I am fully aware of how long it has been since my blog, but some personal things have kept my attention from fixating fully on roleplaying games. In fact, I’ve only DMed two games since September, and have done rather little playing. That said, I am trying to get back into the swing of things with some online playing. I’ve signed up for a GURPS Dungeon Fantasy Play-By-Post game on RPG.net, and am looking to DM a game of my own. I know my plans last summer never really came to fruition, so I’m trying to get something started a bit earlier this year. I’ve also totally changed ideas, based on my current interests.

The most likely idea I will run is the Tatters of the King Call of Cthulhu adventure series from Chaosonium. I picked it up from another gamer recently, and have been starting to read through it. I’m not done reading even the first adventure, but I’ve had very good luck with Call of Cthulhu over the past five years, and I can always switch to a number of adventures that I know are good and have run before if it turns out to not be as good as I expect.
I’m thinking of running this game as a Play-By-Post game on dndorks, due to the built in forum features (Map tool, dice roller, character sheets, character management and DM tools). I don’t really know my schedule yet, so PBP seems easier, doubly so with the issues I had running an IRC game last summer created by time zones.

The other idea I had is to take a selection of the old, free and assorted RPGs I have acquired over the years and play them on skype. We could run through the included scenarios for either a session or an adventure, depending on the enjoyment we get out of it, then podcast the results. This was just an idea I had, based on the fact I am never going to get around to playing these and now have a decent microphone and webcam. However, I suspect setting up a podcast to record from Skype is harder than it sounds, and it would be a lot of work learning a new game each week, making new characters via skype and then running an adventure in a new genre. I see this working best with either lighter games, or something like World of Synnibar which we could mock the whole way along.

Anyway, I’m going to start recruiting for the PBP, and if anyone has experience recording or podcasting games like that, drop me a line and let me know how hard it is.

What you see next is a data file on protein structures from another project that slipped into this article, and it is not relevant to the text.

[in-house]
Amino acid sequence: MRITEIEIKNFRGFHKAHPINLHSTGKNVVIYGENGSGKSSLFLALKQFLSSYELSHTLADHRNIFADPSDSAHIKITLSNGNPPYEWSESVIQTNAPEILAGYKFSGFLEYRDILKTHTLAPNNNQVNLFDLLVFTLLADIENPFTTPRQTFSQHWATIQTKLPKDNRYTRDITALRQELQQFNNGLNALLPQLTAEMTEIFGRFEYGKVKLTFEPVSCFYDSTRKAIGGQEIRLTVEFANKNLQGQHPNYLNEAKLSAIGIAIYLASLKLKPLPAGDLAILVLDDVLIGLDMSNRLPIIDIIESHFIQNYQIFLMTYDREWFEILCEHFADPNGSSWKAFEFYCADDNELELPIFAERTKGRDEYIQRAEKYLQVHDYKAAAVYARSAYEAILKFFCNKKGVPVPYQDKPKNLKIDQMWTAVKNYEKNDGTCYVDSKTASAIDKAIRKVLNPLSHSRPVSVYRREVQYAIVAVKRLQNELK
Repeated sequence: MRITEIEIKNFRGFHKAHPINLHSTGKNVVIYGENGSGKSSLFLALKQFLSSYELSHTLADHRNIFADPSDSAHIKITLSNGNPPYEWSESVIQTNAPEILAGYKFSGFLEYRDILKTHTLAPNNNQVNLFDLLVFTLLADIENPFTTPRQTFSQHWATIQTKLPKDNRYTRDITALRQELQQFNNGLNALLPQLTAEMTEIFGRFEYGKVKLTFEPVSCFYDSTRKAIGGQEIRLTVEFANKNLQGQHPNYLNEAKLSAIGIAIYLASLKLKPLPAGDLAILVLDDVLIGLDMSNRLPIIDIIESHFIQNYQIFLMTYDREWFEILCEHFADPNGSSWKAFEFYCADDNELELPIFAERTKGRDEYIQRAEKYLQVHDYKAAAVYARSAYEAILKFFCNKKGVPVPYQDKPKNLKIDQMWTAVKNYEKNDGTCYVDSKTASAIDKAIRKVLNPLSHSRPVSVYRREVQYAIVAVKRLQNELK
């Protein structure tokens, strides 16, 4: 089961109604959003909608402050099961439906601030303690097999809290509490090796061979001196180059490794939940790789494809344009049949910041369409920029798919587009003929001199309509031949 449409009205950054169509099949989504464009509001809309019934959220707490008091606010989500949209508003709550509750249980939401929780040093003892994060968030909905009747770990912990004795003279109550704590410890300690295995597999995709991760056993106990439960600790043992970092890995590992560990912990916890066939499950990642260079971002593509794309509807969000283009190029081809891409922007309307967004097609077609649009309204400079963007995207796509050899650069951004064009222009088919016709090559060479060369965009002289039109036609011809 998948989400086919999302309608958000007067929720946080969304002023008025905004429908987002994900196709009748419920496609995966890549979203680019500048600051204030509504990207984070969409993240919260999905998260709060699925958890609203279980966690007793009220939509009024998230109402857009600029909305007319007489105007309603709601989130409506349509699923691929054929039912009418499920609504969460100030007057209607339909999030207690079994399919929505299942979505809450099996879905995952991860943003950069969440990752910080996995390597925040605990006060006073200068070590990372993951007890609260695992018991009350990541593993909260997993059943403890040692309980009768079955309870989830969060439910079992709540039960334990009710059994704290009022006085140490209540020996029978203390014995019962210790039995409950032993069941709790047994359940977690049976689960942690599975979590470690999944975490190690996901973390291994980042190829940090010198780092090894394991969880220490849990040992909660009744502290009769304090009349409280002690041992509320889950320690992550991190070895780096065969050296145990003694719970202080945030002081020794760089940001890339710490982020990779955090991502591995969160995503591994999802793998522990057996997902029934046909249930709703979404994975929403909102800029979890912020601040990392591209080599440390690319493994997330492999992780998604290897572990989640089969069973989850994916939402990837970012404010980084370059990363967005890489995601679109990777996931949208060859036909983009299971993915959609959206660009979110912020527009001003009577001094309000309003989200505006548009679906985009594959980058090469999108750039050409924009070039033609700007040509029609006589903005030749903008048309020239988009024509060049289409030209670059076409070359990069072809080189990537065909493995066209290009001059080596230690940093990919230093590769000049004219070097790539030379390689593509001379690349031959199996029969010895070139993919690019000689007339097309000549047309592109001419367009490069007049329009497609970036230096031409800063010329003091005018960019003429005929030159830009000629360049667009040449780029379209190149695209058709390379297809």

Now, I’m hoping not to turn this blog into just a platform for me talking about my games, which it seems to have been for the last two summers, but I need to get back into gaming to really get my ideas flowing again.

Until next time, stay geeky.

Published in: on May 6, 2012 at 12:57 pm  Leave a Comment  
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Summon Invisible Servant

A while back my Call of Cthulhu players found a tome (Or rather, stole it from Miskatonic Library in a daring armed raid). It contains a number of poorly labelled spells, so I thought I’d make handouts for my players describing what each ones does. However, this being Lovecraftian horror and all, I’m using the description from the book with all the rules information cut out.

For example: Summon Invisible Servant
What do you think? Would you want to cast it?

That file was produced using code written in LaTeX by a group of awesome people on the TeX Stackexchange. You’ll also need the background image from http://www.alfredom.com/art/free-6.htm

I modified the code they listed to work with the default packages included in TeXLive as follows:


Published in: on September 28, 2011 at 11:47 pm  Comments (8)  
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[Let me tell you about my character] Dick Chandler

Back near the start of my blog I posted up a character I was using for Ada’s Serenity game. I meant to post more characters, but I’ve been DMing pretty exclusively. However, to keep myself sane I joined a Call of Cthulhu group playing via Google Wave. Anyway, here is my character: I started with a concept, then rolled stats. Since I rolled so badly the DM let me boost them up to the point buy value, so I tweaked them to fit my vision. I added notes on him as I wrote it, which is why they are scattered throughout the statblock. I’m a bit worried that I’ve spread my skills a bit thin, but if we do more than one adventure it should work itself out as I’ll increase them more quickly.